5 Tax Changes You Should Know About for 2023

Many or all of the products here are from our partners that compensate us. It’s how we make money. But our editorial integrity ensures our experts’ opinions aren’t influenced by compensation. Terms may apply to offers listed on this page.


  • Next year's tax brackets are getting an adjustment.
  • Contribution limits are rising for a number of tax-advantaged savings plans.
  • Staying informed about tax changes can help you save money.

Keep this information on your radar.

The U.S. tax code has a lot of rules, and those can change from one year to the next. But it's important to keep tabs on major changes that could impact you financially. Here are a few such changes to know about going into 2023.

1. A new set of tax brackets

Wage earners in the U.S. pay taxes on a marginal basis. This means you pay a higher rate of tax on your highest dollars of earnings, and less taxes on your lowest earnings. Your income and filing status dictate what tax bracket you fall into. Here are the new tax brackets taking effect in 2023:

10% $0 to $11,000 $0 to $22,000 $0 to $15,700
12% $11,001 to $44,725 $22,001 to $89,450 $15,701 to $59,850
22% $44,726 to $95,375 $89,451 to $190,750 $59,851 to $95,350
24% $95,376 to $182,100 $190,751 to $364,200 $95,351 to $182,100
32% $182,101 to $231,250 $364,201 to $462,500 $182,101 to $231,250
35% $231,251 to $578,125 $462,501 to $693,750 $231,251 to $578,100
37% $578,126 or more $693,751 or more $578,101 or more
Data source: IRS.

2. Higher 401(k) contribution limits

Saving in an employer-sponsored 401(k) plan is a great way to set yourself up with a nice nest egg for retirement. Plus, the more money you put into a traditional 401(k), the more income you get to shield from the IRS for tax purposes.

Currently, 401(k) plan contributions max out at $20,500 for workers under age 50 and $27,000 for those 50 and older. Next year, 401(k) contribution limits are rising to $22,500 for workers under 50 and $30,000 for those 50 and older. You should also know that if your employer offers a 401(k) match, the money your company puts into your account will not count toward these limits.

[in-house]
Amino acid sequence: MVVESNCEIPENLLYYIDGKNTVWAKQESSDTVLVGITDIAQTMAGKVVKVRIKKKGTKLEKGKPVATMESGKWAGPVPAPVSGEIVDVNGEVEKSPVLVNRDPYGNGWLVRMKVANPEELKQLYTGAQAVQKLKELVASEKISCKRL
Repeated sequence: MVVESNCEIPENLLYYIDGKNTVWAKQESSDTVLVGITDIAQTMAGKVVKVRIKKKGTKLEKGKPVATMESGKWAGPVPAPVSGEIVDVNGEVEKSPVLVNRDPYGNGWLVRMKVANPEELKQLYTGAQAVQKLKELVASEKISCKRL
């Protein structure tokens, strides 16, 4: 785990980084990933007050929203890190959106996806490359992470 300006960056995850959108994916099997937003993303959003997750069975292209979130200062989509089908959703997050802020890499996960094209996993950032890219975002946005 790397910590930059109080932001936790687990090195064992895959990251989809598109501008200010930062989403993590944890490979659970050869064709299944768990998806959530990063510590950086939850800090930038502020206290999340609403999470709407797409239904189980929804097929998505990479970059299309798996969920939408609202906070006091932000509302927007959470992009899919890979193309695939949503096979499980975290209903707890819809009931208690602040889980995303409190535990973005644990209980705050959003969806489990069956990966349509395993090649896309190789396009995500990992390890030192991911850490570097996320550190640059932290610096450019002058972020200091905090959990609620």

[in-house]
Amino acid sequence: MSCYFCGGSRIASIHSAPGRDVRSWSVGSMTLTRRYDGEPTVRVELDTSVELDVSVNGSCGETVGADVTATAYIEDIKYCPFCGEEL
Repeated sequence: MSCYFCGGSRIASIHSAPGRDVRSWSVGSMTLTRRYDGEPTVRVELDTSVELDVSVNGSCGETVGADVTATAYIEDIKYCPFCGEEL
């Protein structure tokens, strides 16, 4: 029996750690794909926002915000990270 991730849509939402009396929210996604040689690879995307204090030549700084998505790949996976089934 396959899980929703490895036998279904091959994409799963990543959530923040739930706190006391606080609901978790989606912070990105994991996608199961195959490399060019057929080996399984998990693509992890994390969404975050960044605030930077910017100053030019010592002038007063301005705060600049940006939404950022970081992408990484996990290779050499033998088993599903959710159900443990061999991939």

3. Higher IRA contribution limits

If you don't have access to an employer-sponsored 401(k) plan (which may be the case if you work for a small business or are self-employed), you can save for retirement in an IRA instead. This year, IRA contribution limits are $6,000 for workers under age 50 and $7,000 for those 50 and over. Next year, these amounts are increasing by $500, so workers under 50 will have a maximum contribution limit of $6,500 and those 50 and over may contribute up to $7,500.

4. Higher HSA contribution limits

If you're enrolled in a high-deductible health insurance plan, your plan may be compatible with a health savings account, or HSA. HSAs let you set aside pre-tax funds for healthcare spending purposes. This year, HSA limits max out at $3,650 if you have self-only coverage and $7,300 for family coverage. There's also a $1,000 catch-up for savers 55 and over.

Next year, HSA contribution limits will rise to $3,850 for self-only coverage and $7,750 for family coverage. That $1,000 catch-up amount will stay the same.

5. Higher FSA contribution limits

If you're not eligible for a health savings account, it pays to look into a flexible spending account, which will also give you a tax break on the money you set aside for medical costs. The difference between the two is that HSA funds never expire, and FSA funds do. So you'll need to be careful about the money you contribute to your 2023 FSA, to ensure you can spend it all on eligible expenses before the end of the year.

This year, the maximum FSA contribution is $2,850. Next year, it will rise to $3,050.

Stay informed

Knowing about tax changes like these could help you better plan for your IRS bill and reap more savings. Be mindful of these numbers, whether you're trying to ramp up your retirement savings, cover healthcare costs, or simply keep your taxes as low as possible.

Alert: our top-rated cash back card now has 0% intro APR until 2025

This credit card is not just good – it’s so exceptional that our experts use it personally. It features a lengthy 0% intro APR period, a cash back rate of up to 5%, and all somehow for no annual fee! Click here to read our full review for free and apply in just 2 minutes.

Our Research Expert

Related Articles

View All Articles Learn More Link Arrow